I recognise that this is 7 days late at the very least, but all of a sudden I’m thinking about March as a name. Yes, the month of March can inspire plenty of other names, but what about March itself? It derives from the Roman name Martius, which comes from Mars, the God of War who also gave his name to the Red Planet; the French simply use Mars as the French word for March.
Mary and Martha are both considered classics, then we have Mara, Maria, Marie, Mariette, Mariel – admittedly most of these are just offshoots of the name Mary, but you get my point? Mar- is a classic way to start a name, but there are also less-than-classic Mar- names as well, such as Marley.
I think March sits in the land in between these two categories, it’s not exactly a nouveau name, but it’s not a timeless classic either.
What it is, however, is the name of an Earldom, which must score it some brownie points. The Earldom of March has been created in the both the Peerage of Scotland and the Peerage of England; being held be several families which owned lands in the border districts between either England and Wales or England and Scotland. Later on the title ceased to carry any kind of associated power in those particular areas. Currently there is an Earl of March and Kinrare by the name of Charles Gordon-Lennox who is the heir apparent to the title of Duke of Richmond; it’s worth noting that out of the 10 bearers of the latter title, all but one (the 9th) was called Charles.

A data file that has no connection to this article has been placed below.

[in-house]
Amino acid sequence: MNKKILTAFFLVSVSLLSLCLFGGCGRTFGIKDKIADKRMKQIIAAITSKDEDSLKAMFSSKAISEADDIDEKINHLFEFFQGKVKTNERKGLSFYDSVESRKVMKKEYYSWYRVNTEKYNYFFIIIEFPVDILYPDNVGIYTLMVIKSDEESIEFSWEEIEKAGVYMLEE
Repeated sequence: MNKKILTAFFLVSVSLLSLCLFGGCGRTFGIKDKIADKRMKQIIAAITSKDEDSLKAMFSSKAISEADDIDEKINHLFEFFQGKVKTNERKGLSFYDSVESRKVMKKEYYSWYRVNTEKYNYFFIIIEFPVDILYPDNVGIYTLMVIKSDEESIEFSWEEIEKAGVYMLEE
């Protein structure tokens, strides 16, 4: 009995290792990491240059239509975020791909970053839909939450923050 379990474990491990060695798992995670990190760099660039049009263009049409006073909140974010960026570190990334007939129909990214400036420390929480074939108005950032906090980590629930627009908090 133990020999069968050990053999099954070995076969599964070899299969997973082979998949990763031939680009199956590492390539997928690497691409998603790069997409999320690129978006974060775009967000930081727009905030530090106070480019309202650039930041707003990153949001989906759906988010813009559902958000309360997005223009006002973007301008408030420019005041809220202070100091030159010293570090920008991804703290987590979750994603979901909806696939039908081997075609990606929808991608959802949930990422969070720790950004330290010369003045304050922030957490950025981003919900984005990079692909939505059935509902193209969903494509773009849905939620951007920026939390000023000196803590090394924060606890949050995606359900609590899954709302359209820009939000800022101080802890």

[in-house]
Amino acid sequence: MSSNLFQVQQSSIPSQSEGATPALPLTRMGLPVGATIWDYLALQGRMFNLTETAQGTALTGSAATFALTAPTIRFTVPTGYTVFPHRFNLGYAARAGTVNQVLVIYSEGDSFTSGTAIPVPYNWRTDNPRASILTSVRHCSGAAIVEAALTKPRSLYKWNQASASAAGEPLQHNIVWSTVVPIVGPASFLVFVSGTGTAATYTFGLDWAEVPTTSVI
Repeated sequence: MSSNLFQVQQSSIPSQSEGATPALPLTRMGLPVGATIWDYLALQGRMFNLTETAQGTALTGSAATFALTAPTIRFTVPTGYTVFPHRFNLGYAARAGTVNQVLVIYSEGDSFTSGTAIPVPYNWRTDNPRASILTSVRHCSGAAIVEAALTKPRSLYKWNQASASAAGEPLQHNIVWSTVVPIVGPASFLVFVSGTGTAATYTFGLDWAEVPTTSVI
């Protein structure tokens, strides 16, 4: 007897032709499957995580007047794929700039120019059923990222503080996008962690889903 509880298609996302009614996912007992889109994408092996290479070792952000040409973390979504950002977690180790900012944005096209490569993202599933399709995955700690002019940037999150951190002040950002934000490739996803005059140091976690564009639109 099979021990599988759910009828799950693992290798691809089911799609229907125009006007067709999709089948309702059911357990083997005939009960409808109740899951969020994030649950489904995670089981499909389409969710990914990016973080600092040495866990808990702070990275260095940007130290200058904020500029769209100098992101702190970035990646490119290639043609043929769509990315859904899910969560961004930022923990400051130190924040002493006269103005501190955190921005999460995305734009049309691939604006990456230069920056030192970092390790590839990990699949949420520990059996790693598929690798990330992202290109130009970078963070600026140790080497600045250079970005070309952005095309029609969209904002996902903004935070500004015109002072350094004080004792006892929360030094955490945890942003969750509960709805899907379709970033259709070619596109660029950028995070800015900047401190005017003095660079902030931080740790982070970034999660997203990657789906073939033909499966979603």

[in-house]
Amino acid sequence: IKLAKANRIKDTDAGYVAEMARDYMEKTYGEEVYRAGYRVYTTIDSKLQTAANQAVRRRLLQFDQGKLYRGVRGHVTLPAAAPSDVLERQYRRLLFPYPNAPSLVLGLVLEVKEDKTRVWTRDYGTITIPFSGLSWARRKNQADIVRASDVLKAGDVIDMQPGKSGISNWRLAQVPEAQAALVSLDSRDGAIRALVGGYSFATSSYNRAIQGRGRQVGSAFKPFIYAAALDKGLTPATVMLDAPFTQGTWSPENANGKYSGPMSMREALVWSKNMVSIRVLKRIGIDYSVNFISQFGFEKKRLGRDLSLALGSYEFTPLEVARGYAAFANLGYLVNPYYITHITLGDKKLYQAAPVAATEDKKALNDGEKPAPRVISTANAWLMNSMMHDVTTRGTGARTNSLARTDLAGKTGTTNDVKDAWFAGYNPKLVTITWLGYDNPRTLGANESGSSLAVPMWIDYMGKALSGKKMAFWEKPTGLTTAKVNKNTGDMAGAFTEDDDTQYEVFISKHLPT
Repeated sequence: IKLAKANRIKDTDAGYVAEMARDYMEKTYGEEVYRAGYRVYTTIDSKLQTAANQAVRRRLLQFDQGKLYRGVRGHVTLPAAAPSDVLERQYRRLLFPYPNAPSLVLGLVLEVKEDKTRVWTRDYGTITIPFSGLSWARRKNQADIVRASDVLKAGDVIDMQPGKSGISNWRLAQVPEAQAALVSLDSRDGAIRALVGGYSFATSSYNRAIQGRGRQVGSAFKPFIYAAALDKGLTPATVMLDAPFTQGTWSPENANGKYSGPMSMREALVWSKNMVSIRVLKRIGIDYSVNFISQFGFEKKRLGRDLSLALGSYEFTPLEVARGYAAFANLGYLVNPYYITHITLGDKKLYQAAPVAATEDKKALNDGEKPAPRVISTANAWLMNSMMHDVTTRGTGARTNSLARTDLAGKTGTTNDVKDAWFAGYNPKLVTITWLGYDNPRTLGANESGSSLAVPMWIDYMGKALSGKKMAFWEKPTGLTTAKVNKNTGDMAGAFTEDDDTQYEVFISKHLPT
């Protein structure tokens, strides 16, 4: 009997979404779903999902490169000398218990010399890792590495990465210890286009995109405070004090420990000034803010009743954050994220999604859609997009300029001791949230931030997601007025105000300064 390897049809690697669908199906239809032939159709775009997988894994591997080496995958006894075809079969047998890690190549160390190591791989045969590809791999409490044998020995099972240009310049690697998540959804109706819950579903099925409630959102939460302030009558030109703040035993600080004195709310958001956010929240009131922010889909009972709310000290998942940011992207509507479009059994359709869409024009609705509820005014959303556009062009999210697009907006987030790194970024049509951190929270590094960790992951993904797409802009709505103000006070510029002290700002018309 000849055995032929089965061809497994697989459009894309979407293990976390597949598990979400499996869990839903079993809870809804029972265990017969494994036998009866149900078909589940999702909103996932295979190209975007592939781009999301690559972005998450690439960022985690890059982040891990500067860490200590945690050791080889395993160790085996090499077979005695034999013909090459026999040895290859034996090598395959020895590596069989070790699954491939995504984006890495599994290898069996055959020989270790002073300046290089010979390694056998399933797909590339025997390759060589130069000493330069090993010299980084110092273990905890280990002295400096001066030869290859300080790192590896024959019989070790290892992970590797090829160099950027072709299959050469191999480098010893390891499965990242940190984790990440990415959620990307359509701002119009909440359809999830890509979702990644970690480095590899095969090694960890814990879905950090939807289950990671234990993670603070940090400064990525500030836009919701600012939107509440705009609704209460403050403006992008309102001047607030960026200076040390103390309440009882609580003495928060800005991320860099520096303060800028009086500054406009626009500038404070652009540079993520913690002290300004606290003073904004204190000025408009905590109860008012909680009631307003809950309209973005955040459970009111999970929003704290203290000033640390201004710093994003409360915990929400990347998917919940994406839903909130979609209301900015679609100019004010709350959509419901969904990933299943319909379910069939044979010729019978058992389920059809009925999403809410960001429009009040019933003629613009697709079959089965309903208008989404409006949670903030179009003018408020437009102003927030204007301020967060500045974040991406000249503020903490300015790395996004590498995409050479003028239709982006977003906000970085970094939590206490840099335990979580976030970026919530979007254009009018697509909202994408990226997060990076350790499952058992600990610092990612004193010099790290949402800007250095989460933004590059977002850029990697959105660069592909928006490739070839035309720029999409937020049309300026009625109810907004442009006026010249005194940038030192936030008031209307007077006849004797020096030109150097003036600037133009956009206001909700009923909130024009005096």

March was also the name of an F1 team, March Engineering, moderately successful in the Formula 1 format, and even more so in lower down categories, such as Formula 2 and Formula 3. It’s name derived from the names of the four founders: Max Mosley, Alan Rees, Graham Coaker and Robin Herd. The demise of the team occured in the late 80s, spurred on by an economic downturn. Andrew Fitton applied for a team called March to re-enter F1 for the 2010 season, but it was turned down by the FIA (the governing body of F1).
You may know that it is often the case in aristocratic families that the members of the family take their title name as their surname, in that, young Prince Harry of Wales is known as Harry Wales when engaging in his army duties. Aside from this, there are plenty of occasions of the non-aristocratic wearing March as a surname.
In the book, Little Women, by Louisa May Alcott, the surname of the four sisters (Amy, Elizabeth ‘Beth’, Josephine ‘Jo’ and Margaret ‘Meg’) is March. Another notable family of siblings with the surname March is a family of artists born in the late 19th century. The seven siblings, plus their sister who never became an artist are:
March certainly has the charm appeal, so maybe it is simply a case of convincing the unconvinced about the worth of using her. She’s a word, a month, a peerage and surname – giving her a vaster winning set of ingredients than some possess. Yes, she’s strongly associated with the month, but that did not stop 154 sets of parents using the name April in 2010 in England&Wales (+ a startlingly low number of 4 sets of parents using June).
Thus, the question: